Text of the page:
Matthew J. Franck, a conservative religious scholar and scruffy understudy for Beaker the Muppet, has written not one but two posts for the National Review explaining how the Supreme Court's deferral on same-sex marriage is just like an infamous 1857 pro-slavery decision, because you just don't get it.

Franck—who hangs out at all the hot clubs for conservative older white men, like Heritage, Heartland, and the kinky-sounding Witherspoon Institute—was down in the dumps Monday, after the high court declined to review any downstate rulings that had overturned bans on same-sex marriage. The upshot: SCOTUS was, for now at least, deferring to an emerging consensus in the several states that there's no legal or ethical basis to deny marriage benefits to all spousal partners, regardless of sexual orientation.

What an affront to liberty, says Franck! An affront that conservative Republicans must smack down:

The GOP was founded as a party standing for human liberty, the sanctity of the family, and a free self-governing people. As we re-enact a slow-motion Dred Scott for the twenty-first century, it remains to be seen whether any political party in America will continue to stand for those principles.

Astute readers will recall that 1857's Dred Scott v. Sanford, widely considered the worst Supreme Court decision in history, declared that blacks in America were "beings of an inferior order" who could never be U.S. citizens, and the federal government had no power to ban slavery in the states, lest it infringe on a slaveowner's constitutional property rights.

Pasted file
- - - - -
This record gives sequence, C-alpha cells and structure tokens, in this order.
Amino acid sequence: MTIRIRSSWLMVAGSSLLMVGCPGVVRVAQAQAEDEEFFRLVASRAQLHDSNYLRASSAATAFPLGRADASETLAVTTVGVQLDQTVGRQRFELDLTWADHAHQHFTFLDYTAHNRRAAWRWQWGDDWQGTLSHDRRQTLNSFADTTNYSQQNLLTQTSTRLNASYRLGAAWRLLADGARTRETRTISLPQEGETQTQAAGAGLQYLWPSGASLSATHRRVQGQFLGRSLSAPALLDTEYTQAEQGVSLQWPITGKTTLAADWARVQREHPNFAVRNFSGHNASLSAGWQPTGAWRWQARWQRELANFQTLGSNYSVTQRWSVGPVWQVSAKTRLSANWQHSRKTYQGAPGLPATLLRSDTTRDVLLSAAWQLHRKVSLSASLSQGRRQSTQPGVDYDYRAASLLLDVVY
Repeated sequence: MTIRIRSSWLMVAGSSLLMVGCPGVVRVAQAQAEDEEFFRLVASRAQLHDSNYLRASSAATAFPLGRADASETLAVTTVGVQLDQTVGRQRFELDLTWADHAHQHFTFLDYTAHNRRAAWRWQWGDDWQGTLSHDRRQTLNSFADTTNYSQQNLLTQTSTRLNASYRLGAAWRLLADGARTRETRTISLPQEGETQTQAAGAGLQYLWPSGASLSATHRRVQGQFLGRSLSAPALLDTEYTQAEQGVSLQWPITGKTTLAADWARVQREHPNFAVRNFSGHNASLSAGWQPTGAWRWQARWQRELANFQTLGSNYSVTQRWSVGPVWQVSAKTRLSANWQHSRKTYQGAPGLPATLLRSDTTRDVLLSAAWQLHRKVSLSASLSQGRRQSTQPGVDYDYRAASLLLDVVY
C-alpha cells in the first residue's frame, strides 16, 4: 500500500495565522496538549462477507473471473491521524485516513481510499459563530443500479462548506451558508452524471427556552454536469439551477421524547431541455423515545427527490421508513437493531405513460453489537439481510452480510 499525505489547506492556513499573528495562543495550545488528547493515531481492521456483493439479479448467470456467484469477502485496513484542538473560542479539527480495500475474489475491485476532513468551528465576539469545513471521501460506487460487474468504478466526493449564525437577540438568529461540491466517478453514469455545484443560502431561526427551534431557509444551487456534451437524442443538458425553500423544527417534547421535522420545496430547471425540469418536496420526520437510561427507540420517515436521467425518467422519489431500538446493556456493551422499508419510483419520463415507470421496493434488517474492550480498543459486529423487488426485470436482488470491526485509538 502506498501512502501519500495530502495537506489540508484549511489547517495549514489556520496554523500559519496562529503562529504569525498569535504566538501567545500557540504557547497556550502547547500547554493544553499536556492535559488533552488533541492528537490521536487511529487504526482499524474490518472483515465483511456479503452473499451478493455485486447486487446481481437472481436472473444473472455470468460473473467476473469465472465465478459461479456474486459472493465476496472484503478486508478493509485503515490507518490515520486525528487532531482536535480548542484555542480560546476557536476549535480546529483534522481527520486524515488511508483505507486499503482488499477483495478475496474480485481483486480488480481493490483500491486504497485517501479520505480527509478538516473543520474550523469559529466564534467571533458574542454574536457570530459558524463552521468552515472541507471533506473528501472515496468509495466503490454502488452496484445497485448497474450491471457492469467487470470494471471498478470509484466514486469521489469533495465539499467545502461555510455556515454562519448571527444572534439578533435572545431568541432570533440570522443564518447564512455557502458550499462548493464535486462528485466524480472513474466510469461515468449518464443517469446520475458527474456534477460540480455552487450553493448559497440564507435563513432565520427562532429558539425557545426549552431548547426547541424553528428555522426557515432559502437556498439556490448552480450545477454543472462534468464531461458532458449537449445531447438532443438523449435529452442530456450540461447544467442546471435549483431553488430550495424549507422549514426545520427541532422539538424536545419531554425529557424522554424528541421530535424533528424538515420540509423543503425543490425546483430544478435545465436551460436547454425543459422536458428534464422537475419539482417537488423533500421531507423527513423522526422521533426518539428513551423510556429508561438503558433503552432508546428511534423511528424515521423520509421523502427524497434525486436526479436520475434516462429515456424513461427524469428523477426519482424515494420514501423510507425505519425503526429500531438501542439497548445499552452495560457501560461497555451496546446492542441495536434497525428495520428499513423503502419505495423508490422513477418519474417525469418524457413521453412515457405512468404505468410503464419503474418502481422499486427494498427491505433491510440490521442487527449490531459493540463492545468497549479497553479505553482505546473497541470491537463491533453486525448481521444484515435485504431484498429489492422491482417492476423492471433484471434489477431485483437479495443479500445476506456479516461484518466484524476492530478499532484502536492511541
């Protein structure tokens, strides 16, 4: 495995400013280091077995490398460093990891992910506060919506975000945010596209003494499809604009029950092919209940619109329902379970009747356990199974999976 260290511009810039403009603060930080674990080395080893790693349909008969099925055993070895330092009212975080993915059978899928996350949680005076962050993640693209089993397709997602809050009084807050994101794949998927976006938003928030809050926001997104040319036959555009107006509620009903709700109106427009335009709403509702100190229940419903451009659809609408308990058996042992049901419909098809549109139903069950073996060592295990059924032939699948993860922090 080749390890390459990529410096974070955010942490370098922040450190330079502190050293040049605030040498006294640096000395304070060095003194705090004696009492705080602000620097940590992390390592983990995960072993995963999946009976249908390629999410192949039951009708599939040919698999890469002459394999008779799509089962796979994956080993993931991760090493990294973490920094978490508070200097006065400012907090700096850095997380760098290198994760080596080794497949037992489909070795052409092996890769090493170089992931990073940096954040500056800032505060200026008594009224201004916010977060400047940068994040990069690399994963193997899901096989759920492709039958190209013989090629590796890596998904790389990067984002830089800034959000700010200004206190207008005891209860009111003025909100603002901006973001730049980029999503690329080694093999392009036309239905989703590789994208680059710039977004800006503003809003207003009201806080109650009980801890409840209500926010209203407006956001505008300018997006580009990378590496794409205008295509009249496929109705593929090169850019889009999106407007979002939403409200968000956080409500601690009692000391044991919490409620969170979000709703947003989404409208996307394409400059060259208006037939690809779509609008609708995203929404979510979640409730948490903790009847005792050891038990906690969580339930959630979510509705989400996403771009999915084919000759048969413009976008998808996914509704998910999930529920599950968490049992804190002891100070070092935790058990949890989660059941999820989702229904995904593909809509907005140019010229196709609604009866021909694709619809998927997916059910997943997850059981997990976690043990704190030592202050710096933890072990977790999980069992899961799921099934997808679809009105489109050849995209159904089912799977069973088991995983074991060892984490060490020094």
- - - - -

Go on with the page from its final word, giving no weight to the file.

What Franck is saying is that the 2014 SCOTUS essentially letting gay marriage stand in lower court rulings is just as much a miscarriage of justice as the 1857 SCOTUS declaring much of America's population to be permanent chattel.

Some people— libruls, mostly—were a little skeptical about that comparison. So Franck clarified what he meant by writing the exact same thing again, only with more words. He listed six reasons that "the judicial imposition of same-sex marriage" is "a comprehensive threat to republican government" as Dred Scott. But really, only one of his reasons is truly instructive here:

Like Dred Scott, decisions for same-sex marriage rely on a false anthropology that drives a political decision made by judges. In Dred Scott it was the false idea that some human beings can own other human beings, and that a democratic people cannot say otherwise. In the same-sex marriage rulings it is the false idea that men can marry men, and women can marry women, and that democratic peoples cannot say otherwise.

The result, says Franck, is undemocratic tyranny, because he believes that "the freedom to live in a country where slavery [is] minimized" is exactly the same as "the freedom to live, work, and learn in communities, schools, universities, and other organizations in which people can live the truth about marriage."

Which totally works, if you believe that having to live in a world where two men can exchange marital vows is exactly like having to live in a world where black people are owned, tortured, and bred from life to death for maximum profit by wealthy white gentry.

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